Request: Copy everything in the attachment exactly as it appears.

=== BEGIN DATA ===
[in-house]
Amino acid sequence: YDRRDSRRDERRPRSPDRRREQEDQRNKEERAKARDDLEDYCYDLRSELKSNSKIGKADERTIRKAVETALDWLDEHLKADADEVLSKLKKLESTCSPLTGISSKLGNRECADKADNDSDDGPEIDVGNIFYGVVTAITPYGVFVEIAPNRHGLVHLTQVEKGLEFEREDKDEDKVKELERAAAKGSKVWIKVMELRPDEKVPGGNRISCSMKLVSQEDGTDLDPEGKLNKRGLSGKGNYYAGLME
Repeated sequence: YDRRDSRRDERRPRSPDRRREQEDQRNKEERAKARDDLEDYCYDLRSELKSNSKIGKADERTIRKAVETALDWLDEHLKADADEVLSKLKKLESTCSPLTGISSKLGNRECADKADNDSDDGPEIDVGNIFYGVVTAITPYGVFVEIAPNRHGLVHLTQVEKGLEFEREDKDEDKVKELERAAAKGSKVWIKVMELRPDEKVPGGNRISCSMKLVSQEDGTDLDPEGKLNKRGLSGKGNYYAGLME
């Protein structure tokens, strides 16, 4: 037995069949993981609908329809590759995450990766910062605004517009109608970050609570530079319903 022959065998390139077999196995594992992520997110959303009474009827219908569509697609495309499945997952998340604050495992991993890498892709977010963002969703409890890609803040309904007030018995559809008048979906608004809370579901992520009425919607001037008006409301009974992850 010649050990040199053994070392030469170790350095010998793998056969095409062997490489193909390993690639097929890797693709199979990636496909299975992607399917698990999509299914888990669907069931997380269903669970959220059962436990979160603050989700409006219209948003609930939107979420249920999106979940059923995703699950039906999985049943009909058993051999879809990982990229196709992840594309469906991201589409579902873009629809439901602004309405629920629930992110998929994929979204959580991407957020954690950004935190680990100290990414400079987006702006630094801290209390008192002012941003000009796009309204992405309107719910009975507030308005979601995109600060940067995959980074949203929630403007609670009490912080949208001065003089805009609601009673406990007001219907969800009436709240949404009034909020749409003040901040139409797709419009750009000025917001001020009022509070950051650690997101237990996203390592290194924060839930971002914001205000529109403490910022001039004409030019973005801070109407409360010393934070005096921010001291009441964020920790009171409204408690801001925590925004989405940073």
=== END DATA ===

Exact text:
[in-house]
Amino acid sequence: YDRRDSRRDERRPRSPDRRREQEDQRNKEERAKARDDLEDYCYDLRSELKSNSKIGKADERTIRKAVETALDWLDEHLKADADEVLSKLKKLESTCSPLTGISSKLGNRECADKADNDSDDGPEIDVGNIFYGVVTAITPYGVFVEIAPNRHGLVHLTQVEKGLEFEREDKDEDKVKELERAAAKGSKVWIKVMELRPDEKVPGGNRISCSMKLVSQEDGTDLDPEGKLNKRGLSGKGNYYAGLME
Repeated sequence: YDRRDSRRDERRPRSPDRRREQEDQRNKEERAKARDDLEDYCYDLRSELKSNSKIGKADERTIRKAVETALDWLDEHLKADADEVLSKLKKLESTCSPLTGISSKLGNRECADKADNDSDDGPEIDVGNIFYGVVTAITPYGVFVEIAPNRHGLVHLTQVEKGLEFEREDKDEDKVKELERAAAKGSKVWIKVMELRPDEKVPGGNRISCSMKLVSQEDGTDLDPEGKLNKRGLSGKGNYYAGLME
């Protein structure tokens, strides 16, 4: 037995069949993981609908329809590759995450990766910062605004517009109608970050609570530079319903 022959065998390139077999196995594992992520997110959303009474009827219908569509697609495309499945997952998340604050495992991993890498892709977010963002969703409890890609803040309904007030018995559809008048979906608004809370579901992520009425919607001037008006409301009974992850 010649050990040199053994070392030469170790350095010998793998056969095409062997490489193909390993690639097929890797693709199979990636496909299975992607399917698990999509299914888990669907069931997380269903669970959220059962436990979160603050989700409006219209948003609930939107979420249920999106979940059923995703699950039906999985049943009909058993051999879809990982990229196709992840594309469906991201589409579902873009629809439901602004309405629920629930992110998929994929979204959580991407957020954690950004935190680990100290990414400079987006702006630094801290209390008192002012941003000009796009309204992405309107719910009975507030308005979601995109600060940067995959980074949203929630403007609670009490912080949208001065003089805009609601009673406990007001219907969800009436709240949404009034909020749409003040901040139409797709419009750009000025917001001020009022509070950051650690997101237990996203390592290194924060839930971002914001205000529109403490910022001039004409030019973005801070109407409360010393934070005096921010001291009441964020920790009171409204408690801001925590925004989405940073």